Super Vivid, Poster Efect, Nostalg ic, and Fish-Eye
These four Scene modes replicate looks that you can achieve using post-processing software such as Adobe Photoshop Elements, iPhoto,
or other programs. The advantage to using them while shooting is that you don’t need to spend time applying the effects later. The disadvantage is that you’re stuck with the effect for the shot. Personally, I’d prefer to do the processing later in software using a “normal” shot where I have more control.
Color Accent & Color Swap
The Color Accent mode picks out one color in your scene and renders everything else black and white. Press the Display button and position the focus box on the color you want to preserve, and then press the left button to lock it in.
Color Swap works in a similar fashion, only in addition to setting a target color, you then point at a different color in your scene and press the Right button to set the replacement hue. Anything blue, for example, could appear red.
Again, however, I’d much rather do these adjustments in software later.
HDR, or High Dynamic Range, is a method of combining several shots at different exposures to bring out more detail than you could normally get with just one shot. For example, you could use HDR to shoot a scene where a person in the foreground might otherwise be put into silhouette by a bright sky in the background. HDR used to be possible only in software, but now the HDR Scene mode does the work in-camera.
For best results, mount the G12 on a tripod or other stationary surface, then press the shutter release button. The camera takes three shots and then combines them into one HDR image. It’s best to turn off the image stabilizer (IS) when using this mode; that sounds counterintuitive, but the camera could overcompensate and produce a blurry shot.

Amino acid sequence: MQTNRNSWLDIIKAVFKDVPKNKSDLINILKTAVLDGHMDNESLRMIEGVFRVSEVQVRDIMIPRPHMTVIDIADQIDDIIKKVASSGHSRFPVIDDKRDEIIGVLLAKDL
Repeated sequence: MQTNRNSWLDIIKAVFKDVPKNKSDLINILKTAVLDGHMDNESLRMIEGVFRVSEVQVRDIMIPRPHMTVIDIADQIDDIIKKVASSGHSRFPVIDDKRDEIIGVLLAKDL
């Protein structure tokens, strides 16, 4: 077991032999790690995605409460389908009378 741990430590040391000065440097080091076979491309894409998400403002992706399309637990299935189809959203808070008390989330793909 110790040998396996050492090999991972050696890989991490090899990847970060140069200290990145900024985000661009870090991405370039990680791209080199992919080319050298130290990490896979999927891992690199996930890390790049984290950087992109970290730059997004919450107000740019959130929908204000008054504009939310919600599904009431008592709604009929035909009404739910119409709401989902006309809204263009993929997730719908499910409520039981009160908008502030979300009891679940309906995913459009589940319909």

The Miniature Effect mode pulls off a neat trick: By selectively blurring areas of an image, the effect makes objects in the center look like miniature toys (Figure 3.5). Another term for this effect is tilt-shift, which is accomplished on DSLRs using expensive lenses with selective focus controls.
With the mode enabled, press the Display button to adjust how the focus is centered. Press Set to change the highlight rectangle from horizontal to vertical (or vice versa). Then, use the zoom control to make the area larger or smaller.
Beach and Snow
Shooting at the beach or in the snow, while representing opposite extremes of temperature, share a trait that’s problematic to digital cameras: The environments are often very bright from light reflecting off sand or snow, which can confuse a camera’s light meter. These modes compensate for the brightness.
Fishy environments feature the opposite trait of the Beach and Snow modes. Often underlit and exhibiting blue-green color casts, underwater and aquarium shots can easily turn muddy. The Underwater mode reduces the blue-green coloring and enhance the other colors. (And for today’s obvious public service announcement, Canon wants you to know that it’s highly recommended that you put your G12 in a waterproof enclosure before submerging it.)
I never paid as much attention to trees and flowers as I do now that I carry a camera everywhere. The Foliage scene boosts colors to make them more vivid, a welcome enhancement in the autumn or spring especially (Figure 3.6).
With only a few opportunities each year to take photos of fireworks (unless you live at a Disney theme park), it seems odd that Canon would include a scene dedicated to the nighttime explosions. However, fireworks are tricky to photograph well. The Fireworks scene features long exposures and a narrow aperture to emphasize the bright colors against a dark sky (Figure 3.7).